The Essential Guide to Asking (and Getting) a Raise

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The Essential Guide to Asking (and Getting) a Raise

The Essential Guide to Asking for a Raise

Estimated Reading Time: 5 minutes

Is it time to ask for a raise? Do you feel like you are worth more than what you are getting paid? Asking for a raise takes preparation. Although you may feel like waiting until your boss increases your pay, sometimes that never happens and you have to take initiative. This can seem scary at first but remember, it if very doubtful that you will lose your job by asking for a raise.

The Essential Guide to Asking and Getting a Raise

I have been in the corporate world since 2002 and I have over-worked myself and never received any compensation for my loyalty and dedication. I realized there has to be another way, either I can ask for a raise or I can look for another job. Instead of dealing with the hassle of finding another job and adjusting to a new boss, I decided to put on my big girl pants and ask for a raise.

When it comes to asking for a raise, your boss can say “yes” or “no”. How do you improve the odds of getting a “yes”? You make yourself irreplaceable. Are you irreplaceable?

When to Ask for a Raise

Before you ask for a raise, you need to decide if this is the right time. I do not recommend asking for a raise within the first 6 months of working for a company or within 1 year of receiving your last raise.

For obvious reasons, don’t ask for a raise if:

  • You are in a probationary period
  • You recently went against company policy
  • You are the less than ideal employee

The best times to ask for a raise would be:

  • After a big accomplishment or successful completion of hard project
  • If all of your training is up-to-date
  • BEFORE a performance review
  • If your company is flourishing and your division is experiencing growth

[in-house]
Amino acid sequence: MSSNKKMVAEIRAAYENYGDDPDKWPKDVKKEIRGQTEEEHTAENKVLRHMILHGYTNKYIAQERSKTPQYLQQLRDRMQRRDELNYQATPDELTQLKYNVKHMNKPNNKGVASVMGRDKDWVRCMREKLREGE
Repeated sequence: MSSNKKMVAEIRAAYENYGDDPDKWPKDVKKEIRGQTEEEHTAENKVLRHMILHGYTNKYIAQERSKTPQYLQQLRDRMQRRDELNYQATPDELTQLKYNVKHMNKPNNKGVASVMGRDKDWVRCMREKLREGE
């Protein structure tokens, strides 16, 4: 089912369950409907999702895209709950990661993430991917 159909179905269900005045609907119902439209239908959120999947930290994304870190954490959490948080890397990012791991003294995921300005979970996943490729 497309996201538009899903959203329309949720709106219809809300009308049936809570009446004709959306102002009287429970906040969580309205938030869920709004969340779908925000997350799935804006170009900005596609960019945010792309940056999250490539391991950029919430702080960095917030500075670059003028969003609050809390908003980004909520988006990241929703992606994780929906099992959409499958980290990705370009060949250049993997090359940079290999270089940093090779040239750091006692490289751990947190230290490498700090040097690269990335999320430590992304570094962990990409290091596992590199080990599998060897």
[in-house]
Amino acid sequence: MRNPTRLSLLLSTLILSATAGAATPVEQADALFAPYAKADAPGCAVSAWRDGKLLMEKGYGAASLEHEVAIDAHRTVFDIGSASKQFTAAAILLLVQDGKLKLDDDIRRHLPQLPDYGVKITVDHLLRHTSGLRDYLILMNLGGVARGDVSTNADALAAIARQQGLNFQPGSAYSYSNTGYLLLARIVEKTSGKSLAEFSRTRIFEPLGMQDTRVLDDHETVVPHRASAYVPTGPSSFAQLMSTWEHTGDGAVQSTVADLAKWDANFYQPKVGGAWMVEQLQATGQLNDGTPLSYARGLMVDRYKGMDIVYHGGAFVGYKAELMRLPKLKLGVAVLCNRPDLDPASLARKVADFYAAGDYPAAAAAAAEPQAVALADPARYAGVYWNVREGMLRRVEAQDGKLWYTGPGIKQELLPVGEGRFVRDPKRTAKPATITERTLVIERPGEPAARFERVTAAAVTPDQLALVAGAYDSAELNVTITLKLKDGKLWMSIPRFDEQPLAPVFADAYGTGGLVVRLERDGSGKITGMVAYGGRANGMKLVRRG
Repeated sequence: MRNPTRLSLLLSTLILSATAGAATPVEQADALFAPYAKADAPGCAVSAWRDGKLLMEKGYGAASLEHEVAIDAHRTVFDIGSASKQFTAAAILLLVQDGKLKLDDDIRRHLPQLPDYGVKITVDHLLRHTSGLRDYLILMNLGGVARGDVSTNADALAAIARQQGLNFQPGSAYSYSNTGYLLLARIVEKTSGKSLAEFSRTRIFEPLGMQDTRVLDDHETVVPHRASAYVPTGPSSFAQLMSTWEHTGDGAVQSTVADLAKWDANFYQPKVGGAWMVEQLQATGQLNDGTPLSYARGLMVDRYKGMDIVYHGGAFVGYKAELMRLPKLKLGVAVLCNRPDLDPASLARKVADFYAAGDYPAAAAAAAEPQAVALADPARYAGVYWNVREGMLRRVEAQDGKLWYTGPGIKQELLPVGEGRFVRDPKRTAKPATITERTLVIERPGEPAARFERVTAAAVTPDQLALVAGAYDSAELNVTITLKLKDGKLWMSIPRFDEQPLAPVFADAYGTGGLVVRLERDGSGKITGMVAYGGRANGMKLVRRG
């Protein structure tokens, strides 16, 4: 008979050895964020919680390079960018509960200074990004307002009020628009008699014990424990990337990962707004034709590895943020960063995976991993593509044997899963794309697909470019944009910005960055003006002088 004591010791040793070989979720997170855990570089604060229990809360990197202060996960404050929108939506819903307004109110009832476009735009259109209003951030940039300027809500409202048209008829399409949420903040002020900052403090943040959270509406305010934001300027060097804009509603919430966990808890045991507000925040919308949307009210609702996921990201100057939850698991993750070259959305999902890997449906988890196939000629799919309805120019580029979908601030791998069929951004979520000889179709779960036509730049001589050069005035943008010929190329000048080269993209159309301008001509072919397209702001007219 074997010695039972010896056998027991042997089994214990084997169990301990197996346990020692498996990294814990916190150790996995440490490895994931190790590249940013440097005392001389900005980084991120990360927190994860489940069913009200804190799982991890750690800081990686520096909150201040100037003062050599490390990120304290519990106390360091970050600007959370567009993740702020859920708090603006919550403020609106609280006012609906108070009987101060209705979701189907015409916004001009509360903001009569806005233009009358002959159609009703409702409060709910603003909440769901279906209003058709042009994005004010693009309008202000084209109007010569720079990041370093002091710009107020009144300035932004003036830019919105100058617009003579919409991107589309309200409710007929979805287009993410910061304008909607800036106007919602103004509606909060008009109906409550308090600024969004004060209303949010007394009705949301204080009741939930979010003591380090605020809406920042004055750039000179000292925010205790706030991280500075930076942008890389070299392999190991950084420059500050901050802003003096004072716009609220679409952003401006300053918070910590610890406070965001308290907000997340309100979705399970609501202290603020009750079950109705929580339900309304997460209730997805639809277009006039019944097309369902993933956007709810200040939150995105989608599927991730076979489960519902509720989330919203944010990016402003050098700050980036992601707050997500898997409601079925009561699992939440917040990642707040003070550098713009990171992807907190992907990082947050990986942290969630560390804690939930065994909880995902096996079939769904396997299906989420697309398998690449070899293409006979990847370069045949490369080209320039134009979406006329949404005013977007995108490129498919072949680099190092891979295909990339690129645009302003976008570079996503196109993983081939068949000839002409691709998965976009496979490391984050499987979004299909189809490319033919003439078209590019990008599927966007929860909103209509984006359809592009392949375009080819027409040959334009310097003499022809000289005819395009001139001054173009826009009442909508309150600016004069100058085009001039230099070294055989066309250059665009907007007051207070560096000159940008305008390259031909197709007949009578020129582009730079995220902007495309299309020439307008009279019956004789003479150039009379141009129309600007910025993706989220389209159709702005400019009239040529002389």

Preparing to Ask for a Raise

When you are preparing to ask for a raise, think about your career goals. I know having more money would be great but your raise should be advancement in your career. Remember you don’t need this raise, you DESERVE this raise.

  • Ask for feedback. This should be done before you ask for a raise. You need to know your strengths and weaknesses as an employee and if there are weaknesses, you need to strive to make them better.
  • Take on more responsibility, if possible. Showing that you are going above and beyond goes a long way with upper management. Be sure to keep track of this, you can bring this up when you ask for your raise.
  • Make a list of all your accomplishments, added value to the company, and project successes. This will show proof that you deserve the raise you are asking for.
  • Know how much (and what) you are going to ask for. Do your research to see other competing salaries, hourly wages, and benefits. Yes, you can ask for additional benefits such as more vacation days or bonus. It does not have to be strictly an increase in pay.
  • Practice, practice, practice. How will you deliver your speech? What are you going to say? Be prepared to answer any questions your boss might have for you.